I was procrastinating this morning, thinking of ways to avoid going out into the -2.9 degree weather (citing the temperature in tenths of a degree gives it dramatic effect) to shoot or run errands, when I stumbled across a really fine New Yorker article by George Saunders about Grace Paley. I love reading how great writers describe other great writers. Their talent and familiarity with the craft offers a far deeper, more meaningful acquaintance than I could ever hope to get on my own.

Initially, I clicked through on the article because Paley was a Vermont-based writer (the state’s Poet Laureate from 2003-07, she died in her home in Thetford, Vermont), and because I have not read her enough to know her.

What I liked about the overview was Saunders’ summary of Paley’s art (emphasis added):

Paley’s approach is to make a dazzling verbal surface that doesn’t so much linearly represent the world as remind us of its dazzle. Mere straightforward representation is not her game. In fact, she seems to say, the world has no need to be represented: there it is, all around us, all the time. What it needs is to be loved better. Or maybe: what we need is to be reminded to love it, and to be shown how, because sometimes, busy as we get trying to stay alive, loving the world slips our mind.

It struck me (because we are all self-referential, right?) that this could be the guiding mantra of landscape photography. At least for me.

Montpelier Sunset

Spring sunset in Montpelier, just steps from home. (#blessed)

I get turned off when someone captures a beautiful image of some place, then needs to edit it up with HDR or special effects to make it seem more brilliant, more contrasty, more dramatic. If that is being done for artistic effect, okay, fine. But most often I sense it is being done just because software lets us do that now. I feel that is misguided.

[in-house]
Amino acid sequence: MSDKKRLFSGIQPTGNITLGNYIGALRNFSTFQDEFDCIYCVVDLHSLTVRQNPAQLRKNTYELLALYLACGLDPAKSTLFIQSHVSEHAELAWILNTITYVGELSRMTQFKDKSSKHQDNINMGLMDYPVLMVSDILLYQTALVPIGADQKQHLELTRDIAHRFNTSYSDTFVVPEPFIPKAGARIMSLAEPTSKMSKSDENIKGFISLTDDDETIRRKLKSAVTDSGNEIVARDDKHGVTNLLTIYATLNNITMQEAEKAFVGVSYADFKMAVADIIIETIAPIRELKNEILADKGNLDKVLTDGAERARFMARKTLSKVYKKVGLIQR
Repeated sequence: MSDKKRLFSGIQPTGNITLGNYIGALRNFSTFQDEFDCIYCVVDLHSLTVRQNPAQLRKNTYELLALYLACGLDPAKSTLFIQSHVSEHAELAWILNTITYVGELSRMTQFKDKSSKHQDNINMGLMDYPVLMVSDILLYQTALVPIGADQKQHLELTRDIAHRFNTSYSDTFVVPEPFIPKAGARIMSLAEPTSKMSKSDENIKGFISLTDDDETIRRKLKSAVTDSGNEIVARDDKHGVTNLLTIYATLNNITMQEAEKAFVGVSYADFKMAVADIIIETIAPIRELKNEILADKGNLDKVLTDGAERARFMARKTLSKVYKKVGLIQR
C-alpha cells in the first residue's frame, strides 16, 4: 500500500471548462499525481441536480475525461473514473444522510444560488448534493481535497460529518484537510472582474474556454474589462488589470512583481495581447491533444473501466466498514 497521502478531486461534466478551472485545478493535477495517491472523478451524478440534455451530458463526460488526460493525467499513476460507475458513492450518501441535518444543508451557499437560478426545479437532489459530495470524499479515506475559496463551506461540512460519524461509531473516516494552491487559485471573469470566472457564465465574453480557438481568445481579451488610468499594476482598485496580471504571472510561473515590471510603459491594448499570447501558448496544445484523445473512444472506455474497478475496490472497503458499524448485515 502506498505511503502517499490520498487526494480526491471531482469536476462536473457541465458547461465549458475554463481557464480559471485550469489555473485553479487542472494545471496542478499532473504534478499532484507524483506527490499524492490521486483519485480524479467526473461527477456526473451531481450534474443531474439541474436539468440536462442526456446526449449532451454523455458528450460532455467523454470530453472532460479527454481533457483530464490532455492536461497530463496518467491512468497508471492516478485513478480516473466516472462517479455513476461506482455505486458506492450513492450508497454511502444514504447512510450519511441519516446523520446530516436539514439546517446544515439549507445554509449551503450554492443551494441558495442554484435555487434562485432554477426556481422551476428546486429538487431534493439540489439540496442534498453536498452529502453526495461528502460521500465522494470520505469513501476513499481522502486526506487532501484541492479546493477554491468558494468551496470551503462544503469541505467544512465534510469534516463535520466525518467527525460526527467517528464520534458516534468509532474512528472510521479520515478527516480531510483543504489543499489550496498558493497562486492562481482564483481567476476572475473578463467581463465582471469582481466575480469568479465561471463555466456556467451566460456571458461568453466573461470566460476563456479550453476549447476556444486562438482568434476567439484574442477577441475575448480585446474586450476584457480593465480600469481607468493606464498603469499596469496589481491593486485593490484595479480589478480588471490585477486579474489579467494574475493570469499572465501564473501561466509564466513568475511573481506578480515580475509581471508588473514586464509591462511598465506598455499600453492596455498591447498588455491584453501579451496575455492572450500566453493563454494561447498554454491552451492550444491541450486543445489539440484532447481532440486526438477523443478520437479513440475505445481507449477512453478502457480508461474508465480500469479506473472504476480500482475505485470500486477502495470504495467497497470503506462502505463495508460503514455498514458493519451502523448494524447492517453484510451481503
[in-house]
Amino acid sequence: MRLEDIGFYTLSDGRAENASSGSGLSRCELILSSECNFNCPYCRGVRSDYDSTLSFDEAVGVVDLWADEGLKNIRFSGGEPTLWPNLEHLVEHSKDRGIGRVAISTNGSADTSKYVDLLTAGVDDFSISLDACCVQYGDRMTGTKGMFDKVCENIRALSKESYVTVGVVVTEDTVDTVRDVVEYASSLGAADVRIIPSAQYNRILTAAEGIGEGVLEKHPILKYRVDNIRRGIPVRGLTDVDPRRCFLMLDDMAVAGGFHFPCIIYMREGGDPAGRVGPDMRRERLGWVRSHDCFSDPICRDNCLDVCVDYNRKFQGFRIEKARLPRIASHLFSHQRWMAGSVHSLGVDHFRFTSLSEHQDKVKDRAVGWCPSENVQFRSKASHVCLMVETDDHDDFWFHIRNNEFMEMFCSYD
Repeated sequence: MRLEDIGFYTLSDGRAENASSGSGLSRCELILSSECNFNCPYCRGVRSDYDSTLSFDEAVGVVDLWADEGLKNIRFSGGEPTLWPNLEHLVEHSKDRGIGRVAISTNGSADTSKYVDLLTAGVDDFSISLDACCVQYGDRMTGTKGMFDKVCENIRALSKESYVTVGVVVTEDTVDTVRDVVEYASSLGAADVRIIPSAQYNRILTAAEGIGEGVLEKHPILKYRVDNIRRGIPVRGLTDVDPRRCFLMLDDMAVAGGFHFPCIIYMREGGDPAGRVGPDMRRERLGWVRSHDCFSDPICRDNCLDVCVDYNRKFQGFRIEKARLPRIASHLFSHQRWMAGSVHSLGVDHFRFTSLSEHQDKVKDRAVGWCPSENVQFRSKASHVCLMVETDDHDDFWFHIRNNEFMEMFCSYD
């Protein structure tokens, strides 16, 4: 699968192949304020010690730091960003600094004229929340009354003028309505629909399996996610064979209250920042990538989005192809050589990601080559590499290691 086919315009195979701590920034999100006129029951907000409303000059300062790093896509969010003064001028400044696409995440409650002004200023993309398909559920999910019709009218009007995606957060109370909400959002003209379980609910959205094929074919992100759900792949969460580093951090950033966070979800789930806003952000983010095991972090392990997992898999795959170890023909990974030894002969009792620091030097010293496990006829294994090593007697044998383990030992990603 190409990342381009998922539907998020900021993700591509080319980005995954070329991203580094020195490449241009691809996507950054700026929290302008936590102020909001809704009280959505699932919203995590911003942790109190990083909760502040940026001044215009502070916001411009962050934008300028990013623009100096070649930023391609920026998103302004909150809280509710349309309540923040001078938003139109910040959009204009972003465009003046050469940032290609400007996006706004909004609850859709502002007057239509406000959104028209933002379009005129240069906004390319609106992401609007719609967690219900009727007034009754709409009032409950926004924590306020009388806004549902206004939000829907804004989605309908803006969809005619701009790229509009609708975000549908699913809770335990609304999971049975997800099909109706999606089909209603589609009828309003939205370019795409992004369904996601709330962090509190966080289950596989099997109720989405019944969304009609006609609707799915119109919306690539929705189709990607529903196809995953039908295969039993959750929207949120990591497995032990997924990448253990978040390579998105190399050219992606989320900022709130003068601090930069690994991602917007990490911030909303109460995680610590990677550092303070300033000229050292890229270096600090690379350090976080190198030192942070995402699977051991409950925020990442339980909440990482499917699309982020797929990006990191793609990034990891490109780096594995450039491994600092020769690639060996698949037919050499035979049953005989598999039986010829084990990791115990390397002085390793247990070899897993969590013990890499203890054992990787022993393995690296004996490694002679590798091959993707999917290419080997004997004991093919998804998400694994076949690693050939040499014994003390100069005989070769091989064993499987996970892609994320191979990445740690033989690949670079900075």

Like the quote above, I don’t believe that we need to show the world to be über-beautiful, to mask out imperfections, or to dress it up. And it hardly needs our help to represent it in all its glory. For my part, what I try to do as a landscape photographer (as a photographer of anything, really) is to remind people of the world that is out there, to help myself and others better love the world when our daily busy-ness causes it to slip our mind.

For that, I certainly look for beautiful places, serene lookouts, dramatic times of day, but I don’t manipulate the beauty I find by over-processing the image. Instead, I use post-processing tools to come as close as possible to capturing and representing what I saw with my human eyes, as well as what I felt in that place at that time.


Northfield, Vermont on a blustery spring day.

One of the first discoveries one makes when taking up photography is how truly powerful the human eye is. It captures a range of color, light, field of vision and motion that is simply astonishing. Sometimes trying to capture our world with a DSLR camera can feel like viewing a circus through a straw. But, as with poetry, limitations can be empowering. A frame not only includes, but excludes. Flattening the world from four dimensions into two is both a limitation and a license for artistic expression.

Let me conclude by sharing Saunders’ superb conclusion about how Paley uses language. At first I was going to try to shorten it, because it is a rather long quote. But then I realized that would do both authors an injustice.

A writer as good as Paley helps us (at least) know our world by modeling a certain stance toward it that is so pure and distinctive that it makes us go back into the world and take a harder, fonder look at it.

Paley’s model advises us to suffer less by loving more—love the world more, and each other more—and then she gives us a specific way to love more: see better. If you only really see this world, you will think better of it, she seems to say. And then she gives us a way to see better: let language sing, sing precisely, and let it off the tether of the mundane, and watch the wonderful truth it knows how to make.

To see better means: more joy, less judgment. There is a roof on our language that holds down our love. What has put that roof there? Our natural dullness, exacerbated by that grinding daily need to survive. A writer like Paley comes along and brightens language up again, takes it aside and gives it a pep talk, sends it back renewed, so it can do its job, which is to wake us up.

Seeing better means more joy, less judgment. I think that’s my new photographic mantra.

Now I am going to gird myself up and head out into the cold.



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